Companies vs. Inventors: 8 Critical Things to Know About Patent Rights Ownership

In 2017, the United States Patent and Trademark Office (USPTO) issued 318,849 utility patents. Patent applications have increased by 5.2% since 2016. The total number of applications was about 380,000. This is a positive sign for inventors and innovators.

However, with the increasing power and access to technology, more people are now capable of innovation. Today’s inventors are in office cubicles, delivering presentations, making sales calls, or just everyday people.

And though it everyone has a dream of  being wildly successful in entrepreneurship, most of them aren’t aware of their patent rights.

Patent rights are rights conferred by federal law on a person filing a patent. It is a proprietary law granted by the federal government.

If you’re employed by a company while creating a patent, there are several critical things you need to know about patent rights and how your employment contract may affect them. Read on to learn eight comprehensive tips to protect yourself.

Who Owns the Patent Rights?

We’ve all seen this happen. An employee works for a company. Suddenly, while walking the dog, he/she has a Eureka moment and alters or remakes a different instrument or software or rather, inserts an idea.

Then when he files a patent or tries to, his company sues him and pursues litigation against him. Businesses are extremely wary of idea theft themselves. Thus, before you read further, you must know who owns the rights to your idea.

The general understanding of the law is that in the absence of any agreement, an employer has an exclusive license to any invention or innovation created by an employee while he or she works for the said employer. If you work in a technical field you likely signed an employment contract that should have some information as far as patent rights go. (typically near sections on moonlighting)

This is also referred to as “shop rights,” where an employer can use your idea or product without paying you any royalty, fees and without liability. What gives them the right?

This right is based on the presumption that their contribution through equipment, materials and time has financed or enabled your idea.

So while you may file patent rights, your employer may still have shop rights. This law is also applicable to independent contractors, especially if the employer provided the means to innovate. It’s important to read your employment contract if you’re serious about developing technology independently of your employer. The verbiage may be far more restrictive than you think, or even no existent. But generally it will be written in favor of the employer. That said, it’s not impossible that employers may be willing to alter language that makes you uncomfortable. As always, if you do have serious concerns it can pay off to consult an attorney.

While language around these ownership rights may feel unfair, imagine what would happen if an employer spent millions researching something, you make a breakthrough, and then leave to go develop the idea. Obviously this would be unfair for the employer. People typically run into problems though because language can be extremely unfair (to the affect that they “own” all ideas that you have during employment) so be careful evaluating what you’ve signed.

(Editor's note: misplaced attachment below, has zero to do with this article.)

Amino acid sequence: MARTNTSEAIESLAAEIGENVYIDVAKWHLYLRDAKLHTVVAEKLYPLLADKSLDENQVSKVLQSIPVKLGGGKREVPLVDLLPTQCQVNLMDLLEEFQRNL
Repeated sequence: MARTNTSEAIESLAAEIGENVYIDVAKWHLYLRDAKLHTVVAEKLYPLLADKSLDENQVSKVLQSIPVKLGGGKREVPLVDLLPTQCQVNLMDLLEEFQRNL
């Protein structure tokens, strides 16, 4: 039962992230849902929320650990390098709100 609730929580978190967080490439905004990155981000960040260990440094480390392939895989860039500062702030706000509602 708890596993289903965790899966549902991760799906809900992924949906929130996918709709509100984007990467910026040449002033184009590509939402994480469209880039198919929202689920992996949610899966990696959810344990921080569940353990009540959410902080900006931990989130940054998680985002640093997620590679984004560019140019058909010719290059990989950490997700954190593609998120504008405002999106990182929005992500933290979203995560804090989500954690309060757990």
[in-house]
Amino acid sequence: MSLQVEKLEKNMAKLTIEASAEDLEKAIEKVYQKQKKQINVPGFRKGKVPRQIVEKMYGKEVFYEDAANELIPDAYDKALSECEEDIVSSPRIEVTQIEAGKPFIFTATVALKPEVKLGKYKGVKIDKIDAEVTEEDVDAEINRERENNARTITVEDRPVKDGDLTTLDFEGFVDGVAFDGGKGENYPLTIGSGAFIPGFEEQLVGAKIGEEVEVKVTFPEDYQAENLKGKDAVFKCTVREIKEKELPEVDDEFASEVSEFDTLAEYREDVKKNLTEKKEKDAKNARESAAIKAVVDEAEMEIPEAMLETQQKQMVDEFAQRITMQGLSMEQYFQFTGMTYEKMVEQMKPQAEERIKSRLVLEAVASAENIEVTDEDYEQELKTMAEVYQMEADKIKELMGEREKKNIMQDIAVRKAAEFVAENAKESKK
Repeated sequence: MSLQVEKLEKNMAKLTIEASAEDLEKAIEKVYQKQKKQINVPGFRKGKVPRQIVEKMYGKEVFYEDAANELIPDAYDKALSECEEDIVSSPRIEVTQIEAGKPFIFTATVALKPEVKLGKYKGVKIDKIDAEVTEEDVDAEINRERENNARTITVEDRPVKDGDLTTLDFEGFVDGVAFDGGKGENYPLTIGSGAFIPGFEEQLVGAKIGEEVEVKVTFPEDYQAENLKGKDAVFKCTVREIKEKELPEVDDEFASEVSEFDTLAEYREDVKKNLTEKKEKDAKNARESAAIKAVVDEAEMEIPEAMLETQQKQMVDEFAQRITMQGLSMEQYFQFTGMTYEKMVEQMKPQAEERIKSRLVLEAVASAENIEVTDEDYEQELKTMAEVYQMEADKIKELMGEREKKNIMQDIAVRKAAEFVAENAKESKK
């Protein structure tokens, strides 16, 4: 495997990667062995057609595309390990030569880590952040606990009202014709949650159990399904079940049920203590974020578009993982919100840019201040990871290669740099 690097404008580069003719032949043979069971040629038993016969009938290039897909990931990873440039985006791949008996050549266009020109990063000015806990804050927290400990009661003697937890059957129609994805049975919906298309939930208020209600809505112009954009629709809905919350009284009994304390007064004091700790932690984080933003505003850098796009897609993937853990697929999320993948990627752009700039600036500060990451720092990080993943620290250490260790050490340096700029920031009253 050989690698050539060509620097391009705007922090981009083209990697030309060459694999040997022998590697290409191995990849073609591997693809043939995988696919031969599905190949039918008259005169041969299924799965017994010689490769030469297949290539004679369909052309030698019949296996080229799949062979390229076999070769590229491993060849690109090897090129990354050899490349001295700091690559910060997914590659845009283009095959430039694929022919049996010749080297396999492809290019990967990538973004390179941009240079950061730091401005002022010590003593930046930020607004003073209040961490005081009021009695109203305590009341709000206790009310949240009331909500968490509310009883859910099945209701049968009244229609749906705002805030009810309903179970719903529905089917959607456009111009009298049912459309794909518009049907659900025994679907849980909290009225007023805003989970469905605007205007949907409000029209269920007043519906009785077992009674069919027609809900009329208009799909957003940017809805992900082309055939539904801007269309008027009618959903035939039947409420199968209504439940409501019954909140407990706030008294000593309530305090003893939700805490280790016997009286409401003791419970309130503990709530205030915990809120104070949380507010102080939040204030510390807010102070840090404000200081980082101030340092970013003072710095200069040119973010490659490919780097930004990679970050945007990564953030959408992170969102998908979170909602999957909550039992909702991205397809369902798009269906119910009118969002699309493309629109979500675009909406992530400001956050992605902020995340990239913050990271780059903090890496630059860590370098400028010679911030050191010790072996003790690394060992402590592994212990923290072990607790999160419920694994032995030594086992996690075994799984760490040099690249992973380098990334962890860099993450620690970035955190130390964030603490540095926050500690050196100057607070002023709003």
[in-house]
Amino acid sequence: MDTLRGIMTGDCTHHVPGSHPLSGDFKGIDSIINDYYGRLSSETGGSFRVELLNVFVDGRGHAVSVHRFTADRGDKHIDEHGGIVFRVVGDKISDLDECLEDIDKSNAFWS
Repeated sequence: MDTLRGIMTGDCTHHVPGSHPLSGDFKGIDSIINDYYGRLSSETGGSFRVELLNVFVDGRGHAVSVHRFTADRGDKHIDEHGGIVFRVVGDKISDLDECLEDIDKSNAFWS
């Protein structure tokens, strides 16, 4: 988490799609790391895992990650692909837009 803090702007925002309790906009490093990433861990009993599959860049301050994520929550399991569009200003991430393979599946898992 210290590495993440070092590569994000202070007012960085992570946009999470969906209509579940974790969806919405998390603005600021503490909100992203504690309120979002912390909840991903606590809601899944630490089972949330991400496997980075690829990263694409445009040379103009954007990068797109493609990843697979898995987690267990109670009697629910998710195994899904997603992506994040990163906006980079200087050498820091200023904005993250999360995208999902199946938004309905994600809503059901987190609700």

What thus can a new innovator or inventor do?

Educate Yourself About Patent Rights

Spend some time understanding the definition of patent rights. Understand the difference between patents, trademarks, copyrights, and trade secrets. Patents can last twenty years. They grant you the exclusive, legal right to manufacture or market your unique and tangible product.

Trademarks last ten years. They include phrases, proper nouns or names, sounds or symbols that identify with a product or service.

Copyrights are generally to protect creative and artistic expression either in verse, song, writing, art, or any tangible medium. And they usually last the lifetime of the author plus fifty years.

Trade secrets can include a chemical composition, pattern, formula, device or data that would give the user an edge over competitors. This is covered by state law.

Understand State Law

The Federal Patent Office confers patents, not the state. However, once your patent rights have been issued, the definition of rights to the patent will be decided under state law.

Often, businesses will make an employee sign an NDA (non-disclosure agreement) to hand over any patents you may have created while working for them.

This applies to all sorts of intellectual property rights as well. One must only look at Walmart’s Patent Suit against Eolas Technologies Inc., where a federal judge denied having the case moved from Texas to California, to get a general idea.

There are some states that passed laws limiting employers claims over their employee’s side project inventions and innovations. These laws are powerful enough to render assignment agreements null and void.

Know the Difference Between Inventor and Owner

An inventor is non-negotiable. What that means, is someone who hasn’t contributed to the conception of the product is not an inventor. Only if a person has contributed to creating and conceptualizing the patented product can he be called an inventor.